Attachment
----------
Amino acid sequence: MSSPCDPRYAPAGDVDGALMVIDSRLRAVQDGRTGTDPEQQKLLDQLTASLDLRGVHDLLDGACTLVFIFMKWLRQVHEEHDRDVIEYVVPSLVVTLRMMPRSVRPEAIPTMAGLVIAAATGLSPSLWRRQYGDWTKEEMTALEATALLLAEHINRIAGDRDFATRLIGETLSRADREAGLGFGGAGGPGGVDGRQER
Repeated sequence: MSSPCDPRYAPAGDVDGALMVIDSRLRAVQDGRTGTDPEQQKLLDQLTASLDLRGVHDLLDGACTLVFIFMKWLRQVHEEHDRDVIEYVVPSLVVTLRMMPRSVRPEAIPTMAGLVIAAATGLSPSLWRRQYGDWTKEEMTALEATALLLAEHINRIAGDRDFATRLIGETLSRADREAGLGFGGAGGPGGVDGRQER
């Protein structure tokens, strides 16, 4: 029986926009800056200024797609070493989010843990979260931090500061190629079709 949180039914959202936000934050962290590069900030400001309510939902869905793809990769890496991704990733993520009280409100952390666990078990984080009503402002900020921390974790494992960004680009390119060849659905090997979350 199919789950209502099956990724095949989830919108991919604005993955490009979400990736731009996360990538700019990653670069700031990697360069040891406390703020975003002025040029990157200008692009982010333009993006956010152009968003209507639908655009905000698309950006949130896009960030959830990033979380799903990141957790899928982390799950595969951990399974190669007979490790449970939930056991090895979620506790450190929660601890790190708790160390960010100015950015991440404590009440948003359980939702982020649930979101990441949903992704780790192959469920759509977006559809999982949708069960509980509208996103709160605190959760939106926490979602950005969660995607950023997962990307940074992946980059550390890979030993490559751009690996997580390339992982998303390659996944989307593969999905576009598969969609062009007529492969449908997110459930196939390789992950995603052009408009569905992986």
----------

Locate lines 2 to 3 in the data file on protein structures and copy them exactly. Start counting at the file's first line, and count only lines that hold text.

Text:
Repeated sequence: MSSPCDPRYAPAGDVDGALMVIDSRLRAVQDGRTGTDPEQQKLLDQLTASLDLRGVHDLLDGACTLVFIFMKWLRQVHEEHDRDVIEYVVPSLVVTLRMMPRSVRPEAIPTMAGLVIAAATGLSPSLWRRQYGDWTKEEMTALEATALLLAEHINRIAGDRDFATRLIGETLSRADREAGLGFGGAGGPGGVDGRQER
């Protein structure tokens, strides 16, 4: 029986926009800056200024797609070493989010843990979260931090500061190629079709 949180039914959202936000934050962290590069900030400001309510939902869905793809990769890496991704990733993520009280409100952390666990078990984080009503402002900020921390974790494992960004680009390119060849659905090997979350 199919789950209502099956990724095949989830919108991919604005993955490009979400990736731009996360990538700019990653670069700031990697360069040891406390703020975003002025040029990157200008692009982010333009993006956010152009968003209507639908655009905000698309950006949130896009960030959830990033979380799903990141957790899928982390799950595969951990399974190669007979490790449970939930056991090895979620506790450190929660601890790190708790160390960010100015950015991440404590009440948003359980939702982020649930979101990441949903992704780790192959469920759509977006559809999982949708069960509980509208996103709160605190959760939106926490979602950005969660995607950023997962990307940074992946980059550390890979030993490559751009690996997580390339992982998303390659996944989307593969999905576009598969969609062009007529492969449908997110459930196939390789992950995603052009408009569905992986």